Solar Elastosis / Actinic Elastosis Treatment

Solar elastosis (actinic elastosis) is a condition in which there is ultraviolet-induced damage to aging skin. The skin in the affected area appears leathery, with deep furrows and a bumpy surface, and its texture has been lost. There are many options available for the treatment of this condition.

Medical Treatment

Topical application of retinoids, usually 0.025% at the beginning and building up to 0.05% for thicker skin, is performed every evening. The highest possible concentration in this condition is 0.1%.

These may cause a stinging or burning sensation, pruritus, peeling or flaking of the skin, significant dryness and redness of the treated skin or skin which comes into contact with the solution.

Another options are topical alphahydroxy acids (AHAs) given as 10% solution three times a week, building up to 15% and 20% if tolerated. Stinging sensations may be reported, as may peeling and flaking, itching and dryness. Topical benzoyl peroxide and salicylic acid are also often used.

Topical imiqimod and fluorouracil have also been used to reduce the lines and furrows of solar elastosis, and they are also being used to treat premalignant conditions of the skin and non-melanoma skin cancers.

Imiquimod is an immune response modifying agent; it may be used three times a week but stopped after four to six weeks. After a break lasting four weeks it may be resumed if needed.

It is necessary to apply cryotherapy to thick scaly patches before applying this chemical for the first time.

Any cosmetic skin treatment which may irritate or wound the skin (such as waxing hair off the skin) should be preceded by cessation of aforementioned topical treatments at least one week earlier to avoid severe skin irritation.

Physical Treatment

Dermabrasion is a useful technique which offers good depth control, but the emergence of lasers has lessened its popularity.

Microdermabrasion has also been found to be effective but pushes up the cost of treatment as several sessions are necessary, and the time taken for improvement to be visible is increased - however, there is not much need to stay away from work with this method.

Diamond microdermabrasion. Image Credit: Tcsaba / Shutterstock
Diamond microdermabrasion. Image Credit: Tcsaba / Shutterstock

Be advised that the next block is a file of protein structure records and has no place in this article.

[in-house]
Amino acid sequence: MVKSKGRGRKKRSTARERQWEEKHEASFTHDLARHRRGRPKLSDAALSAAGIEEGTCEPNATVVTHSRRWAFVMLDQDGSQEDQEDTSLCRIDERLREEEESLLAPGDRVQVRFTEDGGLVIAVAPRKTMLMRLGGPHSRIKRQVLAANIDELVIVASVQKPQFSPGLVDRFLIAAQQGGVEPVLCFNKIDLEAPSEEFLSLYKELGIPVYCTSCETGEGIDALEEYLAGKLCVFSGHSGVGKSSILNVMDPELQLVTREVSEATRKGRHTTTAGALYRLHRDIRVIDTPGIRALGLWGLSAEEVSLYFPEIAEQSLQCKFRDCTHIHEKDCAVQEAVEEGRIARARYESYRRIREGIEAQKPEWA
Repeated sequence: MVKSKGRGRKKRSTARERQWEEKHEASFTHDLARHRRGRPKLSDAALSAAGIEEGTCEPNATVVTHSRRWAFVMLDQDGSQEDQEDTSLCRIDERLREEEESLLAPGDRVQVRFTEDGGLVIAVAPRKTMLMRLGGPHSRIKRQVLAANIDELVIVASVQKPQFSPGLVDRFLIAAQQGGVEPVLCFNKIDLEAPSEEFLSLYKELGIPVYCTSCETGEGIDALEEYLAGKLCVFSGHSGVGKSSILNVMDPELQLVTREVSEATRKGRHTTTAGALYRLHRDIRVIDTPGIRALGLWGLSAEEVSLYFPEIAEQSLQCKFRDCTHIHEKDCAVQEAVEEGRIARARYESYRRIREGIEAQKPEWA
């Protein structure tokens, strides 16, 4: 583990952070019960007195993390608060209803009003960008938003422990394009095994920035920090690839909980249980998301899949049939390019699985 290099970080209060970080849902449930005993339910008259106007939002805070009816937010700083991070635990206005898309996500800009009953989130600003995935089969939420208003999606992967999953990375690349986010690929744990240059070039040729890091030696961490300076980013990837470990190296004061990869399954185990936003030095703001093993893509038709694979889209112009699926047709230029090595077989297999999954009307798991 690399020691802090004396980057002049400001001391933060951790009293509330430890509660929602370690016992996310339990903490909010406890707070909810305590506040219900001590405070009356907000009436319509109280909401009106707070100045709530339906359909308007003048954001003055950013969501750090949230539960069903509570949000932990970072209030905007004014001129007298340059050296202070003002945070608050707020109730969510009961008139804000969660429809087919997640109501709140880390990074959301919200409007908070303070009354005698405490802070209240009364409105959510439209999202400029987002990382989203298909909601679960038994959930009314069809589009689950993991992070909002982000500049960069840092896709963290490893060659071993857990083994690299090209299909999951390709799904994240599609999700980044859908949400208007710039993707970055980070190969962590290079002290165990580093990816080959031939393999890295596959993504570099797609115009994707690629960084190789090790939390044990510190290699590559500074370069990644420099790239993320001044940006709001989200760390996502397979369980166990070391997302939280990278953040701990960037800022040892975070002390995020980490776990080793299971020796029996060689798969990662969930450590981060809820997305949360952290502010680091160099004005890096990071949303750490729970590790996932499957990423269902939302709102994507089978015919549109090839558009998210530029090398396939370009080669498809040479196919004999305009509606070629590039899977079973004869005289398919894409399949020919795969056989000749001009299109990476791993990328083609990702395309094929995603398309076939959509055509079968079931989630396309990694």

Chemical peels for medium depth peeling are sometimes preferred because they are less expensive, but healing may require two weeks downtime at least.

Deep peels with phenol are not generally used since the advent of lasers, despite their efficacy, because cardiac monitoring is required with their use.

Laser resurfacing may be done using carbon dioxide or erbium:yttrium-aluminum-garnet (Er:YAG) laser, but at least three weeks must be provided for skin healing to occur. This may be cut down to one week if fractionated lasers are used. Deeper depths of ablation must be employed in this condition.

Photodynamic therapy is a combined modality which uses light to lethally damage the unwanted cells which have been first sensitized by a chemical called a photosensitizer.

It has a wide range of uses including precancerous conditions of the skin such as solar elastosis and skin cancers other than melanoma. It also has significant cosmetic value in reducing the impact of facial lines or wrinkles.

Nevertheless, it must be emphasized that the use of this therapy entails accepting peeling and burning of the skin for some time, which requires the patient to stay indoors for some days. If the photosensitizer is injected there may be significant photophobia as well for a few days.

The risks associated with all these procedures include long-term scarring, inflammation and redness which may necessitate staying away from work or school till healing is well advanced, hyperpigmentation in a category of individuals who react to skin trauma in this way, or post-inflammatory hypopigmentation especially following chemical peels with phenol.

Hydroxy-quinone is often used to prevent hyperpigmentation in people at risk. Bleeding may occur following laser resurfacing or more typically following dermabrasion, but should not be a cause for concern unless it is persistent.

Other treatment modalities that are less commonly employed include the use of dermal fillers such as collagen or hyaluronic acid, or botulinum toxin injections into the superficial skin layers.

Reviewed by: Dr Tomislav Meštrović, MD, PhD

References

  1. http://www.nhs.uk/conditions/solar-keratosis/pages/introduction.aspx
  2. http://www.mayoclinic.org/diseases-conditions/actinic-keratosis/diagnosis-treatment/treatment/txc-20265475
  3. https://www.dermnetnz.org/topics/solar-elastosis

Further Reading

Last Updated: Sep 1, 2017

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